Blood coagulated between the eyes of the water moccasin like the Hindu bindi as its flaccid five-foot length dangled from the outstretched arm of the boy. One BB shot was all it took as the boy proudly presented the kill to the writer before he dropped the serpent in to the depths of the bayou. The writer wanted to dive in amidst the alligators and retrieve the creature. In those last moments she recognized beauty and knew she had done a terrible thing….
A day spent on the green waters of the Atchafalaya Basin did nothing to drown the persistent image of the serpent. As she poled the boat deep into the backwaters of the bald cypress swamp where blue dragonflies with green lips rested on her arms, the snakes were slithering through the waters—taunting—forcing remembrance of the unforgivable crime.
The captain of the boat warned the writer to avoid the cypress branches that brushed the bow because the snakes would rest there. This admonition caused the obstinate writer to lean into the branches—begging for a fair fight in which she would wrestle a serpent hand-to-hand and allow god or nature to decide who should live and who should die.
She looked into the compound eyes of the blue dragonfly that lingered with her and laughed as it cocked its head in an urgent staccato toward the cypress trees hanging to port. Bayou culture honors the belief that dragonflies are the protectors of the snake and will follow them as guardians, piecing them back together if they are injured, her southern companions tell her. They knew nothing of the murdered moccasin.
It was April and the writer was “home” in southern Louisiana, tracking the spring flood warnings that forced the opening of the Bonnet Carre’ spillway for the first time in eleven years. The National Weather Service had issued a flood warning for New Orleans as record snow melts and spring rains flowed into the Mississippi River Basin. Feeding on strong northerly winds that carried record cold into the delta, rapid river currents combined with a southerly shift in the winds. This increased tidal flow in New Orleans and surrounding backwaters, pushing and squeezing the water to “official” flood stages.
As the waters rose, the creatures that lived there were suddenly visible in backyards and along roadways and on docks. Armadillos, alligators, rats and snakes were duly noted in areas where they now preyed upon the mind of the humans who shared the water and land with them.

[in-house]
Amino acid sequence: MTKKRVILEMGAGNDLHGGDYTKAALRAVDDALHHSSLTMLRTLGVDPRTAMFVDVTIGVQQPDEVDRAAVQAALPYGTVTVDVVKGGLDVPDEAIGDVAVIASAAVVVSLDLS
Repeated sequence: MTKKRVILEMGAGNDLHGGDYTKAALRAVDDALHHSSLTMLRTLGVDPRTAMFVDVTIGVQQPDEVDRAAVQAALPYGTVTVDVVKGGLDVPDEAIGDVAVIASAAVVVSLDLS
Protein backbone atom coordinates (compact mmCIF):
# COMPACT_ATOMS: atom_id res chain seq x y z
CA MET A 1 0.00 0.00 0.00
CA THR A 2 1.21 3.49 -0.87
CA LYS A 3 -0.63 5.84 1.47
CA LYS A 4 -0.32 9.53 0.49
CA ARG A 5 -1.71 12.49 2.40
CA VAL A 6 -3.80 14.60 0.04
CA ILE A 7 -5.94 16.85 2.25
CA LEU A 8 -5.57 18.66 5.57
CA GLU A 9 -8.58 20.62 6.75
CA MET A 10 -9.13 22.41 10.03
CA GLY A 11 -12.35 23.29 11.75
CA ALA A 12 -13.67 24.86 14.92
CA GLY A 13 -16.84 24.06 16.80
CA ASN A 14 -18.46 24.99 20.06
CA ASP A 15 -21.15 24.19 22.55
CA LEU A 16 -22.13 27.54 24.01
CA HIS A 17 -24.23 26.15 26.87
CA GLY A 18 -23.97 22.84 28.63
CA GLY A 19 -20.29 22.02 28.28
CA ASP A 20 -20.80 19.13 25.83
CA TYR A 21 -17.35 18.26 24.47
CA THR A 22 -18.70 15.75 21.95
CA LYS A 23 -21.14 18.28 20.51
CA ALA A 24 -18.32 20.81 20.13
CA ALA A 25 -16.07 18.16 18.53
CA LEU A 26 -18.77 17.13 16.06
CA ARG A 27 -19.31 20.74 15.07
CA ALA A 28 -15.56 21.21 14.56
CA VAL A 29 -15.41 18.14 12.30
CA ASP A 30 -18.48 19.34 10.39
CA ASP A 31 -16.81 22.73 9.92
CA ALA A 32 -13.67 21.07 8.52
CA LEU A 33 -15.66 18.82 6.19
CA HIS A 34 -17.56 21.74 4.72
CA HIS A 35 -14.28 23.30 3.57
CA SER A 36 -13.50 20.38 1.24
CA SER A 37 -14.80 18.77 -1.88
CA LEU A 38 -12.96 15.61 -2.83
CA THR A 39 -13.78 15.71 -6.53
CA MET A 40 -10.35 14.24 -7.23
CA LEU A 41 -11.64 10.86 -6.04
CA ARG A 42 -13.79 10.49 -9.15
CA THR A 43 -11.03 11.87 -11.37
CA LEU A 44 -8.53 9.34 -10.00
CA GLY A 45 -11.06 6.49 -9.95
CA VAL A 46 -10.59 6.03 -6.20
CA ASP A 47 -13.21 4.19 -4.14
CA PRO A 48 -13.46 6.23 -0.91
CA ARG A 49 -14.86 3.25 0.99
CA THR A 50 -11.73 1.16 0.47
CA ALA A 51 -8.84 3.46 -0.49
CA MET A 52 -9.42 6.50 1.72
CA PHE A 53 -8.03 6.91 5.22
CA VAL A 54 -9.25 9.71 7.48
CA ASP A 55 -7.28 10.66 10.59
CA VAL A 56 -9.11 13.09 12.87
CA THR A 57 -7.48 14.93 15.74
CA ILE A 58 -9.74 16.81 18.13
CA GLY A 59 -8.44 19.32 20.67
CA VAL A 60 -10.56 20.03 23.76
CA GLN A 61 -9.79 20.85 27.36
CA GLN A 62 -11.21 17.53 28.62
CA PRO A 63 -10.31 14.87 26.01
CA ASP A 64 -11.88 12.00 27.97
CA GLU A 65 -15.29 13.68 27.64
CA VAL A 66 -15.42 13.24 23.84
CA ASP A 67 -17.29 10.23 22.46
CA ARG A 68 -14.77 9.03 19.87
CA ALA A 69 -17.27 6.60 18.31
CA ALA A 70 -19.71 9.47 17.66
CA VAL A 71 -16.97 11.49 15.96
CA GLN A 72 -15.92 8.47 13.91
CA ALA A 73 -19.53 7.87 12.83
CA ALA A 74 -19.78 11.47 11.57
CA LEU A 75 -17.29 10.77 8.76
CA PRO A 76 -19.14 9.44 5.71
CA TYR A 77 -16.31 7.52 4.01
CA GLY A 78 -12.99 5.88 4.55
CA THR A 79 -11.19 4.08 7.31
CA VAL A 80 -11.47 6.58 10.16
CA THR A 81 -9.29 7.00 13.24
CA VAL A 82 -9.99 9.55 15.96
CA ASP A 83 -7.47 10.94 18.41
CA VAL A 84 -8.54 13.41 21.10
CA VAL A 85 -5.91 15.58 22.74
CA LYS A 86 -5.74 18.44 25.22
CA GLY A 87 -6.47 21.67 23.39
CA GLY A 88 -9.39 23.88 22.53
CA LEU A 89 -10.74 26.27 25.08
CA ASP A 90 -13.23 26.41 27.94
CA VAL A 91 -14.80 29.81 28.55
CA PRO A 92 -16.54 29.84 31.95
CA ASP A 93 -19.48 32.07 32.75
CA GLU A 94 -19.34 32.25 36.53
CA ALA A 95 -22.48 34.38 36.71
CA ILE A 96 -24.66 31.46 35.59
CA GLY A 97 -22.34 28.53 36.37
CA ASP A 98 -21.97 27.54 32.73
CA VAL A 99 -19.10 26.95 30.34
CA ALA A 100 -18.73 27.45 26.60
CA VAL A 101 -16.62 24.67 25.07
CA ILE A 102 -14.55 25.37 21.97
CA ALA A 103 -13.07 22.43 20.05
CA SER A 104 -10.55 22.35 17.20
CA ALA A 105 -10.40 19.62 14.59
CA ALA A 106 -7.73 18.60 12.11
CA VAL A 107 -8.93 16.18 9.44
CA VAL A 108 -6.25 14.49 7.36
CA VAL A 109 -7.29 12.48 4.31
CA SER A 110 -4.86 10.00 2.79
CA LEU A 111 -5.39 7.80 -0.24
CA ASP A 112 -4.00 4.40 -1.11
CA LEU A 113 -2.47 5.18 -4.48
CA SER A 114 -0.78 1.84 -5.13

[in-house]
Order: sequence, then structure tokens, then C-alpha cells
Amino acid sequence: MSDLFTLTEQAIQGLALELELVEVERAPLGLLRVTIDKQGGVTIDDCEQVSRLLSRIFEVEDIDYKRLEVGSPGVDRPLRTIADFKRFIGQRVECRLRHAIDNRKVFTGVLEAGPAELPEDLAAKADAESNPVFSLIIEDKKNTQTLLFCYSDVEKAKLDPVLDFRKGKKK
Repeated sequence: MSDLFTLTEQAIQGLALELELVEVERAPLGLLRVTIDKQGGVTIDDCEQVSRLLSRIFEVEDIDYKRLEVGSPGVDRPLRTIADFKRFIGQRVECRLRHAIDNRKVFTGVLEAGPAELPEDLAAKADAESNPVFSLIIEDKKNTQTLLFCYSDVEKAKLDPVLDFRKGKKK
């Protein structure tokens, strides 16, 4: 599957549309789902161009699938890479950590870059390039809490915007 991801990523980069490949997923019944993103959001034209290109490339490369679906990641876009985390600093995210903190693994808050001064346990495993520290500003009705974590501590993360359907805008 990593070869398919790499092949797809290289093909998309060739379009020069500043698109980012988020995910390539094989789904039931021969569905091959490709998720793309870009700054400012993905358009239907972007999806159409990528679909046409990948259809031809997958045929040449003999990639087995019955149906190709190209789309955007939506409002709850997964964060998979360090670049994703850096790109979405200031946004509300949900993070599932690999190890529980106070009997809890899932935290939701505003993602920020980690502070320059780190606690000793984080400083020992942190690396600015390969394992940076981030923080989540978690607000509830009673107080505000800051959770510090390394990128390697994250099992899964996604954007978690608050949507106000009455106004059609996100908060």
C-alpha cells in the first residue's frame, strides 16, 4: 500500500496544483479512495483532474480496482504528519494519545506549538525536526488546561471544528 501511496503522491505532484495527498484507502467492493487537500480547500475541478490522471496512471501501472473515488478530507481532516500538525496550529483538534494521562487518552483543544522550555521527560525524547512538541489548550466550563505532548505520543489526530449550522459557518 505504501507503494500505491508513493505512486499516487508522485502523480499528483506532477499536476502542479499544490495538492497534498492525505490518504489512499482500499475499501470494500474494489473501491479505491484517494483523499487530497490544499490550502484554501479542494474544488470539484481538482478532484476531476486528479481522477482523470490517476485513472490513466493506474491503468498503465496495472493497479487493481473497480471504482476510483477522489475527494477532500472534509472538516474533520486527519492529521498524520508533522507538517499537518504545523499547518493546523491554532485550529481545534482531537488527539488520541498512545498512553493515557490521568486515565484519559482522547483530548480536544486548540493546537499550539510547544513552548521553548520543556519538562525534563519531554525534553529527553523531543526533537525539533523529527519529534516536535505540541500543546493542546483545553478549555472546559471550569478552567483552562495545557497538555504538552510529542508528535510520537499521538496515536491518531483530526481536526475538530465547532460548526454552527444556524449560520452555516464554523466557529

A neighbor knocked upon the door of the cottage where the writer worked and warned her that an aggressive water moccasin was seen in the neighborhood. It was a huge, fierce snake and would chase humans, so she should be aware. The writer initially laughed at the warning from the man, because she had never been afraid of snakes. Even when she was a little girl and the taunting neighborhood boys had tossed the garden snake on top of the books she cradled in her arms on the way home from grade school, she was undaunted by any serpent. The child writer gently held the green snake behind the head as her father had taught her and released it into the grass. The boys never bothered her again.
But this warning did something to her mind. She had never before heard of a snake chasing a person and did some research on this idea that was an anathema to her. It was true. Water moccasins could be very aggressive and the deadly things would indeed kill her. She resolved that she could and would live with this “threat,” since she was certainly smart and capable enough to outrun a snake should the occasion arise.
But, as the spring waters rose around her little cottage and she was forced to wade through ankle deep water to reach the refuge of the vista on the beautiful bayou, the fear began to take hold. She had seen many snakes swimming lazily around the dock, but now one of them was an enemy. But which one? Killing any living creature was never a possibility—until now.
Day after day, the fear built and she would stomp her feet and make all kinds of noise on the way to the dock. Small snakes would slither away, but the fear grew and palms began to sweat with the idea that something was stalking her.
After days of this imagining and fretting, the answer became clear. The situation had become intolerable and the snake had to die. The young girl who inhabited part of the writer’s mind was certainly not afraid, but the grown mother had a responsibility to defend the innocent children of the neighborhood from the monster that inhabited the garden tub
The writer was a good shot with a 20-gauge shotgun, but who wouldn’t be? It would obviously take out half of the dock at close range. She was not as good a shot with a semiautomatic, but had become reasonably proficient with an Astra-Constable 9mm and thought one of the neighbors must certainly have a smaller pistol that she could borrow. This was southern Louisiana after all, and she knew that shooting snakes was a common blood sport. The act of killing the hideous monster would mark her once and for all as part of the local culture.